As seen in The Chronicle of Higher Education. 

Colleges across the country have always struggled with deferred maintenance, but several factors might make that struggle especially challenging in the future. Colleges grew rapidly in the postwar years and have a generation of 1960s or 70s buildings that need major repair or replacement. In the past 10 years, colleges went through another building boom, adding to the square footage they need to support. Many of those new buildings are more costly and complicated to maintain than buildings of the past.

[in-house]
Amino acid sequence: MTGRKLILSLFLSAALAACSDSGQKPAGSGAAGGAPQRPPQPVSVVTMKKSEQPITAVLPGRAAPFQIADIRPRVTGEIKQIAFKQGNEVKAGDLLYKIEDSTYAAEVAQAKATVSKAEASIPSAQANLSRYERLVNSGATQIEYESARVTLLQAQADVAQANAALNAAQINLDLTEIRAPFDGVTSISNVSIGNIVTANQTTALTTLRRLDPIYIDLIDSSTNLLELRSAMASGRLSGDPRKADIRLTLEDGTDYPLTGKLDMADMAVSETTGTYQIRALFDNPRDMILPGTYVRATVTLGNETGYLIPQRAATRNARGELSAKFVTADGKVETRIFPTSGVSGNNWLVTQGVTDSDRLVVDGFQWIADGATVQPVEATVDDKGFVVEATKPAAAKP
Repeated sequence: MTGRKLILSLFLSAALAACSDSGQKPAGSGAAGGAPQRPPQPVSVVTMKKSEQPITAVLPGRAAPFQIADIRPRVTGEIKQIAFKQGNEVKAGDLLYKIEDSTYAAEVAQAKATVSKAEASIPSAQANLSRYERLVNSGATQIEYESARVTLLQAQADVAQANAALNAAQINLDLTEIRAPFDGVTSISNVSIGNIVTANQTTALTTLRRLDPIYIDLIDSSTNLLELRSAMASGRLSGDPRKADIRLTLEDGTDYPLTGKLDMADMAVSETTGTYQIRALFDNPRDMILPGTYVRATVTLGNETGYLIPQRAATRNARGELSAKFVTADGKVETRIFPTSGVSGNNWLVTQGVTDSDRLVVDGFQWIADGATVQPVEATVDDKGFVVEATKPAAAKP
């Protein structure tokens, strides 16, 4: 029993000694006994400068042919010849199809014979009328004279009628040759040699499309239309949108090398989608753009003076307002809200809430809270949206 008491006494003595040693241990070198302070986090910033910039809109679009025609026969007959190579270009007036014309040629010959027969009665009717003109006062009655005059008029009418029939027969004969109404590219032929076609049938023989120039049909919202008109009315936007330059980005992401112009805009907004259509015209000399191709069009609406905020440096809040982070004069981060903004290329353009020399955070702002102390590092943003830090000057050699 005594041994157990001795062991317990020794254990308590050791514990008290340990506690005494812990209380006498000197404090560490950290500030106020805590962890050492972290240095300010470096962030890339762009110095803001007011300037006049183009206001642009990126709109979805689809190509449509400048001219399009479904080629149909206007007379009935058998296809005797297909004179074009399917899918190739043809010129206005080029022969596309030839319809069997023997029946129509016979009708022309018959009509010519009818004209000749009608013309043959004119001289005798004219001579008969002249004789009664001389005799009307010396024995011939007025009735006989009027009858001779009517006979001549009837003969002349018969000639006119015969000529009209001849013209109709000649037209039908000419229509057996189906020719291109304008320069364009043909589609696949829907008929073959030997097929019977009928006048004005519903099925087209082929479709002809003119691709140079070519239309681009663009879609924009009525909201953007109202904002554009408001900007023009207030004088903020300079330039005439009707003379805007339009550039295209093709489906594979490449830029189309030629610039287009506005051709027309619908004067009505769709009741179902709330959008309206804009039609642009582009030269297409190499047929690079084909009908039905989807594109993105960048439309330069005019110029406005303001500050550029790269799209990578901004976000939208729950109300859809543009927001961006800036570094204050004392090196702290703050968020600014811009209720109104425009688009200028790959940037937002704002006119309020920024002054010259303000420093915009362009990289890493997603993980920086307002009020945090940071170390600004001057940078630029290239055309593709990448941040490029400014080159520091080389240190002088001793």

To make things even more difficult, colleges face a money crunch. A looming energy crisis and an unstable economy, combined with infrastructure repairs needed in other public spaces, may squeeze the state budgets that public colleges rely on. Tuition-dependent private colleges might not be better off. In coming years, colleges will very likely vie for fewer students, even as their buildings play a major role in the admissions sales pitch.

In short, without drastic intervention, many campuses may be on a track toward steady deterioration.

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